There is quite a bit going on in the world of water, sanitation, and hygiene (WASH) right now. Not only did World Water Day recently highlight the importance of managing and recycling wastewater, two big things happened in the area of political will. One, the 2017 GLAAS (UN-Water Global Analysis and Assessment of Sanitation and Drinking-Water ) report highlighted the fact that although funding is increasing in the sector, 80% of countries report inadequate funding for the sector. Two, the Sanitation and Water for All (SWA) High Level Meetings (HLM) of ministers recently met to discuss how to build solid WASH sectors, with effective institutions, capacity, planning, policy, and financing.
In terms of institutions and capacity, I would urge anyone to read the recent IDS Bulletin on decentralization and service delivery. While discussions of service delivery governance can get quite academic, there are numerous articles in here that speak to practical, concrete issues that face institutions that facilitate WASH service delivery. Specifically, I would suggest reading the two papers on metropolitan and municipal district authorities (MMDAs) in Ghana- one on taxation and clientelism and the other on staff quality.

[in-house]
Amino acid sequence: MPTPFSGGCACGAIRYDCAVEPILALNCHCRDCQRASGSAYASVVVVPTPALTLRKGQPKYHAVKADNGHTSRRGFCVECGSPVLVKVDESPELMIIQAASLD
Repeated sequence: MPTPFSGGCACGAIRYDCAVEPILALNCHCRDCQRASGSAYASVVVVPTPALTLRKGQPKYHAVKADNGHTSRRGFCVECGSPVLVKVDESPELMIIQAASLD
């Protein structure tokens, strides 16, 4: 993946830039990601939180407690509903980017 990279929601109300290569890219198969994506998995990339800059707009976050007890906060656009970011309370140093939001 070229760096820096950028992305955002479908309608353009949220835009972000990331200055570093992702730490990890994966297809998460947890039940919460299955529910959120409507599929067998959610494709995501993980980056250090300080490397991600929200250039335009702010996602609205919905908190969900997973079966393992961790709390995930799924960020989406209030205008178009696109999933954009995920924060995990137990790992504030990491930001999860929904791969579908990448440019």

Finances, as you might expect, are just as critical as strong institutions. When I speak of finance, I am talking about more than just donor and government funding, including the taxes and tariffs that support effective operation and maintenance of WASH facilities. There are countless examples of failure in the sector due to lack of cost recovery (feel free to ask me, and I could send you dozens of examples).
While there is always talk of the separate worlds of academics and NGOs (and I learned this all too well during my PhD thesis on urban water governance) effective discussions of and improvements in institutions and finance are what is needed right now. In a recent article at WRI’s City Fix blog, I make the argument that accountability and affordability are the main drivers of access. Simply put, poor people in Africa and Asia often do not have access to water or sanitation services because they are either too poor to afford the service or the government does not provide (using tax revenues). Water, for example, is neither equally distributed across the earth nor is drinking water handed out to people. It should be thought of as a service, rather than a good in most cases. What is needed are more serious political economy analyses of water and sanitation that bridge the gap between academics and the policy crowd (here is a good example).
A call from Matt Damon for more funding in the sector is helpful, in that a celebrity is able to reach a wide, global and general audience. Nevertheless, banging one’s fist on the table and saying what should be done is not enough without an understanding the systems of institutions and finance that drive change.
I’d love to hear your thoughts on this.